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ZAP denies contentious rezoning request at Balcones Country Club

Friday, October 11, 2013 by Elizabeth Pagano

Opponents of a bid to develop Balcones Country Club land won a unanimous victory at the Zoning and Platting Commission last week.


The Balcones Country Club Membership Association brought forward the proposal to rezone four lots from Rural Residential to SF-1. Currently, the land is undeveloped and considered part of the Balcones Country Club golf course. Those opposed to the zoning point to a warranty deed – established when the land was still part of a Municipal Utility District – that says the land is set aside for recreational or golf course use.


The lots in question are located at 9405 Fourteen Tee Drive, 11512 Spicewood Parkway, 11300 Spicewood Parkway and 9900 Mandeville Circle.


Unlike private deed restrictions, which the city is not a party to and cannot enforce, the city’s legal staff explained that this situation was different. The warranty deed was in effect when the Northwest Travis County MUD No. 2 was annexed by the city in 1997. The terms of the annexation lay out that the city can enforce the warranty deed, which is effectively a public restrictive covenant at this point, though it is not obligated to do so.


The Zoning and Platting Commission took that obligation seriously. They voted 7-0 to deny the zoning request.


“I think something is wrong when the city annexes an area and reduces the value to the owners,” said Chair Betty Baker. “I just don’t think it should happen.”


Commissioner Patricia Seeger said that while she saw the zoning appropriate for the land, she had to think about how reasonable the presumption that land would remain undeveloped was.


“I really feel like whoever took over the obligation of the original restriction has the duty to defend it. I would reasonably feel that it should be defended,” said Seeger.


A valid petition against the zoning change stood at 51.24 percent. Though stockholders of the country club voted to approve the change, members declined to provide a tally of that vote. One neighbor pointed out that the membership only accounts for about 20 percent of the community’s residents.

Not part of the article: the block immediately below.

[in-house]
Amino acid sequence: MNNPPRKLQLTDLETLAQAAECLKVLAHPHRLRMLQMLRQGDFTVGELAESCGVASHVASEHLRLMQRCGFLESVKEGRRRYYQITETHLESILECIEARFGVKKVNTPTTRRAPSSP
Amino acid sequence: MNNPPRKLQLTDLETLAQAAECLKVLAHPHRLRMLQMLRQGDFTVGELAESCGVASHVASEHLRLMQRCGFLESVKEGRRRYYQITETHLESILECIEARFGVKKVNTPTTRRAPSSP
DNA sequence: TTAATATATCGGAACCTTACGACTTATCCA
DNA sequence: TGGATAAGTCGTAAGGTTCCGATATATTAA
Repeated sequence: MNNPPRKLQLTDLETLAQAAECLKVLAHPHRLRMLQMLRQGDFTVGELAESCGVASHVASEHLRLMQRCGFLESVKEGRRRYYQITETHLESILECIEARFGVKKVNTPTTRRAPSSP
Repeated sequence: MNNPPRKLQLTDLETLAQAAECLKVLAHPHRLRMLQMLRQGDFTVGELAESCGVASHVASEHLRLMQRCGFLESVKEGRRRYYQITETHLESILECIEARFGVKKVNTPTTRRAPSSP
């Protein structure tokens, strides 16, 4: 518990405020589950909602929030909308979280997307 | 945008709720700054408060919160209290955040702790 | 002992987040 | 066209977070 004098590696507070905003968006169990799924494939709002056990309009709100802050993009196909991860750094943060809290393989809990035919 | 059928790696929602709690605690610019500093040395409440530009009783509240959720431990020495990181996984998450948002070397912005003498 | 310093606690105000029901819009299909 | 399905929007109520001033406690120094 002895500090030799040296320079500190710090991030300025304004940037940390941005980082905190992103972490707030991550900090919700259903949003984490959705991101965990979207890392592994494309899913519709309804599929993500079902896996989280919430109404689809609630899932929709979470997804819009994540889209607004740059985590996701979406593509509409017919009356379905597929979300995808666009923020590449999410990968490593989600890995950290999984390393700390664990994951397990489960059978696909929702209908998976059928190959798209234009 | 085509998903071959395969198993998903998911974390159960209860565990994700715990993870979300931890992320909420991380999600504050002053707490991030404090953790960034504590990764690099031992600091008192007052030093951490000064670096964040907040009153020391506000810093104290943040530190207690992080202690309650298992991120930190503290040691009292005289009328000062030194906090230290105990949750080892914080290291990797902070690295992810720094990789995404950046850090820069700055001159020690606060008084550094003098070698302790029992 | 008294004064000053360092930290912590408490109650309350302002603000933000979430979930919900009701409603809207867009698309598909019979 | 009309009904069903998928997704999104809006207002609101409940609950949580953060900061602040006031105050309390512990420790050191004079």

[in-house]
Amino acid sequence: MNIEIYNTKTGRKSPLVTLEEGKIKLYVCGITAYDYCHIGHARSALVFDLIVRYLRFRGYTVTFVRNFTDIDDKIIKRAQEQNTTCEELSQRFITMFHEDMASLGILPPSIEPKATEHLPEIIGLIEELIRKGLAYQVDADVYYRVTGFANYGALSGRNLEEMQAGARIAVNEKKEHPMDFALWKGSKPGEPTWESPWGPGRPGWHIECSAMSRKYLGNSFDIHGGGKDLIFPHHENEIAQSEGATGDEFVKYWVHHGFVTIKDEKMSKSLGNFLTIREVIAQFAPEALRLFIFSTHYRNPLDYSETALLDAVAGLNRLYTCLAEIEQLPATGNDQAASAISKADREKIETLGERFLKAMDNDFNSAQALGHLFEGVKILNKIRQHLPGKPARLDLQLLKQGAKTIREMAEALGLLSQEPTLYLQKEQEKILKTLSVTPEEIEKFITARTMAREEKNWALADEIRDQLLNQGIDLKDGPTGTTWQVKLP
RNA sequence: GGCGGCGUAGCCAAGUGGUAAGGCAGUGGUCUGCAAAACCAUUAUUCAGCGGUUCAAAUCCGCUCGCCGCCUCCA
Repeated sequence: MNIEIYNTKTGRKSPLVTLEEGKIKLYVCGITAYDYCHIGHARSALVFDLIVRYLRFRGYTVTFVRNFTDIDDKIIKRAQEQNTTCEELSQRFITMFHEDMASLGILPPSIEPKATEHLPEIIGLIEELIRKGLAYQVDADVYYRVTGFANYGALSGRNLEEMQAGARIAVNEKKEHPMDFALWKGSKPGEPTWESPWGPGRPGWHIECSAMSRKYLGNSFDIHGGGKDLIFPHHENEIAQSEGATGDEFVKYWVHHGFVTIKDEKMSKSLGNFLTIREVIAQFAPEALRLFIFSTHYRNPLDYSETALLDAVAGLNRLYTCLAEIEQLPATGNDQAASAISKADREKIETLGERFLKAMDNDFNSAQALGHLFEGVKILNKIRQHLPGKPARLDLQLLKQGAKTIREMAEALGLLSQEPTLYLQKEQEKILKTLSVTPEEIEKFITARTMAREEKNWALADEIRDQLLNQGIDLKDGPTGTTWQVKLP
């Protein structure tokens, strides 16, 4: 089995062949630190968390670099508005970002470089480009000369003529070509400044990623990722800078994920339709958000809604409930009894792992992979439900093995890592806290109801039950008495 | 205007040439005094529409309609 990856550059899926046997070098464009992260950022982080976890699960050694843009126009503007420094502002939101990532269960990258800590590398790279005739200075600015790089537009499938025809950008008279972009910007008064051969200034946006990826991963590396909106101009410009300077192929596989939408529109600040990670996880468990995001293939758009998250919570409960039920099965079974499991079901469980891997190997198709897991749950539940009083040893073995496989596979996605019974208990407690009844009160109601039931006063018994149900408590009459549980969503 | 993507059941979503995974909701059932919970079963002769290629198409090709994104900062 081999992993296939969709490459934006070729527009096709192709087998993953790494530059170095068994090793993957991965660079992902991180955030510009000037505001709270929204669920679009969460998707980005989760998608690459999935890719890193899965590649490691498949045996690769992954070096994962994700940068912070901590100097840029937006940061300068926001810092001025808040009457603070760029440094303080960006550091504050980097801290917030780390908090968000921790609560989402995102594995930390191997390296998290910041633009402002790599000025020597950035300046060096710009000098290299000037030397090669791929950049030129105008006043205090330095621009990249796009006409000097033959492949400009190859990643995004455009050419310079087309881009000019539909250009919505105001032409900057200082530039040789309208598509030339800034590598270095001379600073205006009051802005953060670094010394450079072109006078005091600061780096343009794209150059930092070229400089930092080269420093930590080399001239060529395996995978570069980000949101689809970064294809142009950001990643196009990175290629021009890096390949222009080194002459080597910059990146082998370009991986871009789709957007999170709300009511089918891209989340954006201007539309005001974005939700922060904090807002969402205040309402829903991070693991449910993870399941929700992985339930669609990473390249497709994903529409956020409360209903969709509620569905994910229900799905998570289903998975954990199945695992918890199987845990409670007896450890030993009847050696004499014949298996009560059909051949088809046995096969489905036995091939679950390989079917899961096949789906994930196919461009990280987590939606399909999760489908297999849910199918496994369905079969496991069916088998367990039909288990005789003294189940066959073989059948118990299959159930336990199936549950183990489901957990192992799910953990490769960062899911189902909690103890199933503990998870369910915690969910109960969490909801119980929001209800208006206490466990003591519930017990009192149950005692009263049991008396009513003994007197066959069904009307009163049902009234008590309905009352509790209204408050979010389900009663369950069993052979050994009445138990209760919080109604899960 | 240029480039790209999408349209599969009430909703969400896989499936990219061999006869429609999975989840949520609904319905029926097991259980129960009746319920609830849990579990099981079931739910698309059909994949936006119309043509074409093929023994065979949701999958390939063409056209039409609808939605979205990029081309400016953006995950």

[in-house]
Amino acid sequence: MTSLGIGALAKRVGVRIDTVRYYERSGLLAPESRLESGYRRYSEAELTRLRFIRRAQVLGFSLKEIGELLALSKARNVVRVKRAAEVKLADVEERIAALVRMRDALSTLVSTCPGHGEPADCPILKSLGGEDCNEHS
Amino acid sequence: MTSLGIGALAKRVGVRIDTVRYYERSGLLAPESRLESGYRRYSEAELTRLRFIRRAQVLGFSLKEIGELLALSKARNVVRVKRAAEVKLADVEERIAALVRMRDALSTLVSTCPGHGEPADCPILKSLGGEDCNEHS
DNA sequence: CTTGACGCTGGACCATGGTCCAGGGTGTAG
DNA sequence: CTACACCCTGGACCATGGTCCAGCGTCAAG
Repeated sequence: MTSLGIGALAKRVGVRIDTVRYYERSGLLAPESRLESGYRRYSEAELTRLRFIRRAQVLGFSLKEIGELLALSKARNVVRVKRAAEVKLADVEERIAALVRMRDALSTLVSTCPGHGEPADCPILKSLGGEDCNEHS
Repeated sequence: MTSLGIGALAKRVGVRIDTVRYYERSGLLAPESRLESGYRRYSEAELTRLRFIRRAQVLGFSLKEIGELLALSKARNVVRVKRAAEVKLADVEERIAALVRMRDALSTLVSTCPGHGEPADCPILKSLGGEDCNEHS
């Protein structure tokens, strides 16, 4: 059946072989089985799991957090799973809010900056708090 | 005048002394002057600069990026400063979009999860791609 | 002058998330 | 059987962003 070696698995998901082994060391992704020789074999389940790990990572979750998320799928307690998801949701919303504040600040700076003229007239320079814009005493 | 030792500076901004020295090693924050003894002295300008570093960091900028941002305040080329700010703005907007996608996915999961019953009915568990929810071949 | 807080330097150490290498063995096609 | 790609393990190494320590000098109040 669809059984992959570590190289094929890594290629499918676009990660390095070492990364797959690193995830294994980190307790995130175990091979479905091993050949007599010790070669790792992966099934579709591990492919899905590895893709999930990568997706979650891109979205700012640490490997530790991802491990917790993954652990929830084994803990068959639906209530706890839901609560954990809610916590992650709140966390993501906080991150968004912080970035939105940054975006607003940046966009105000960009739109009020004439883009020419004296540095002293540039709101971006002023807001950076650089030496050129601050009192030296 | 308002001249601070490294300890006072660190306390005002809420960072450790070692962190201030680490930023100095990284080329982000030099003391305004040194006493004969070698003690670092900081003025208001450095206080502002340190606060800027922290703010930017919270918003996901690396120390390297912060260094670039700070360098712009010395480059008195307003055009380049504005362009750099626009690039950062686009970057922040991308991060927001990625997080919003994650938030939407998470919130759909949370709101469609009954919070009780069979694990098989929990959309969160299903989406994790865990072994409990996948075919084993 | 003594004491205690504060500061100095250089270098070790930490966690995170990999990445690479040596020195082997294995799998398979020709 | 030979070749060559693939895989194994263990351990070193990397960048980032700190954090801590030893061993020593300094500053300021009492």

The membership association says that the development of the four lots will allow the golf course, which has been closed for the past two years, to reopen.


John Cotton, who identified himself as a life member of the country club and former member of the club’s Board of Directors, said that the community’s biggest fear was that once the warranty deed was pierced the board of the country club would be able to sell off more property in the future.


There were about 40 people who spoke about the rezoning. Many neighbors explained that they had purchased their property with the understanding that the land would remain undeveloped. They also expressed concern that increasing impervious cover could exacerbate drainage and flooding issues in the area.


Consultant Alice Glasco, who spoke as a representative of the Cotton family and drew from her own history as City Planning Director, told the commission that she had attended all of the public annexation meetings that took place in 1997. She reminded the commission that the meetings were quite contentious, with many MUD residents not wanting to be annexed.


Glasco said that at the time, one of the big reasons for opposing annexation was a concern that the city would not enforce existing deed restrictions.


“They were not pleasant meetings,” said Glasco.


That passion survived at the Zoning and Platting Commission meeting.


“I’ve been affiliated in some capacity with the city since 1974… I have never seen a situation with such tenacity,” said Baker. “Our phones are burned up, our emails are burned up. We got the message. We know why you are here.”

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